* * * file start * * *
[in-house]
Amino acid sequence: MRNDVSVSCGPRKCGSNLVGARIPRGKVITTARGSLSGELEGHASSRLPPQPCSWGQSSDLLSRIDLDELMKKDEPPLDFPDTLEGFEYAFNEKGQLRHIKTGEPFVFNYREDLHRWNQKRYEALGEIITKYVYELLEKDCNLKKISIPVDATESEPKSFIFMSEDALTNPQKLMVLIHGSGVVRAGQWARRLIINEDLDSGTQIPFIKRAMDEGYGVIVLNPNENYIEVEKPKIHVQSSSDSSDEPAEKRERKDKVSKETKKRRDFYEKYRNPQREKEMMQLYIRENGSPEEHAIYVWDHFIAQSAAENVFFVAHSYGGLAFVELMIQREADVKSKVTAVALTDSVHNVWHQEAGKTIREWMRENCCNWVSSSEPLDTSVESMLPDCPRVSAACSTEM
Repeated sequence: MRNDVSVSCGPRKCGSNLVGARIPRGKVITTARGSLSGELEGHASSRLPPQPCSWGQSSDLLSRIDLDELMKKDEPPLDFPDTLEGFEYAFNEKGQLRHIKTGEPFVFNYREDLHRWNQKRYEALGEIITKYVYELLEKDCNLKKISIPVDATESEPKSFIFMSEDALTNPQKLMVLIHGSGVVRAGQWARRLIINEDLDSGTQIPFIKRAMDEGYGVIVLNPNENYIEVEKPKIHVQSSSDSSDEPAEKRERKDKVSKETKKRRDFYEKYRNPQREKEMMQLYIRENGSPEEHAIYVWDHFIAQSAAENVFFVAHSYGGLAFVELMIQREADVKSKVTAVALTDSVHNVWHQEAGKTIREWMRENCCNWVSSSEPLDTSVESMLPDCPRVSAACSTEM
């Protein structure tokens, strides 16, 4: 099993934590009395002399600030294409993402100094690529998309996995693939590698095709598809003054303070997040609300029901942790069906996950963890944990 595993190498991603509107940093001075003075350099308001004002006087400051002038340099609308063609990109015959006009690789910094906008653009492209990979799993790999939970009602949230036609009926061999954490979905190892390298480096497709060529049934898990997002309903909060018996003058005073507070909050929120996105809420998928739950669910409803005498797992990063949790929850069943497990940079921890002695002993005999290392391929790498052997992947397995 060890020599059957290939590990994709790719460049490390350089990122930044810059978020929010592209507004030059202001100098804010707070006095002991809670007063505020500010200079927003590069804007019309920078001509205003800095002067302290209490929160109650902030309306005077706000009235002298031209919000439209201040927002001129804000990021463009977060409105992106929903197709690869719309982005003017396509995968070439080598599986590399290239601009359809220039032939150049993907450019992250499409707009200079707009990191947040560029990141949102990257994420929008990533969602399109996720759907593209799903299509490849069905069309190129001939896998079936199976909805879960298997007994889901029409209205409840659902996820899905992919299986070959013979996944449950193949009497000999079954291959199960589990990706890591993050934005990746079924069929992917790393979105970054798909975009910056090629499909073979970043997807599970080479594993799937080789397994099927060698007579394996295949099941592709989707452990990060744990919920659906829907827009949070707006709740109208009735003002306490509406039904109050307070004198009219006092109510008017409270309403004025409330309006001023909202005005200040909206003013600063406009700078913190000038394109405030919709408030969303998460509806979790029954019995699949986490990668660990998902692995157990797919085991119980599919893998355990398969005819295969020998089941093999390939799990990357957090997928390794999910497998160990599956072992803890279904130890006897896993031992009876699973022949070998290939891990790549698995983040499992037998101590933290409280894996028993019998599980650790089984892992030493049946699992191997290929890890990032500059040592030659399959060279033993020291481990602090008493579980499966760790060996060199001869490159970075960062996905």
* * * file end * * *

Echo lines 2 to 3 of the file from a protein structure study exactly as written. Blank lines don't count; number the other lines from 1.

Amino acid sequence: MRNDVSVSCGPRKCGSNLVGARIPRGKVITTARGSLSGELEGHASSRLPPQPCSWGQSSDLLSRIDLDELMKKDEPPLDFPDTLEGFEYAFNEKGQLRHIKTGEPFVFNYREDLHRWNQKRYEALGEIITKYVYELLEKDCNLKKISIPVDATESEPKSFIFMSEDALTNPQKLMVLIHGSGVVRAGQWARRLIINEDLDSGTQIPFIKRAMDEGYGVIVLNPNENYIEVEKPKIHVQSSSDSSDEPAEKRERKDKVSKETKKRRDFYEKYRNPQREKEMMQLYIRENGSPEEHAIYVWDHFIAQSAAENVFFVAHSYGGLAFVELMIQREADVKSKVTAVALTDSVHNVWHQEAGKTIREWMRENCCNWVSSSEPLDTSVESMLPDCPRVSAACSTEM
Repeated sequence: MRNDVSVSCGPRKCGSNLVGARIPRGKVITTARGSLSGELEGHASSRLPPQPCSWGQSSDLLSRIDLDELMKKDEPPLDFPDTLEGFEYAFNEKGQLRHIKTGEPFVFNYREDLHRWNQKRYEALGEIITKYVYELLEKDCNLKKISIPVDATESEPKSFIFMSEDALTNPQKLMVLIHGSGVVRAGQWARRLIINEDLDSGTQIPFIKRAMDEGYGVIVLNPNENYIEVEKPKIHVQSSSDSSDEPAEKRERKDKVSKETKKRRDFYEKYRNPQREKEMMQLYIRENGSPEEHAIYVWDHFIAQSAAENVFFVAHSYGGLAFVELMIQREADVKSKVTAVALTDSVHNVWHQEAGKTIREWMRENCCNWVSSSEPLDTSVESMLPDCPRVSAACSTEM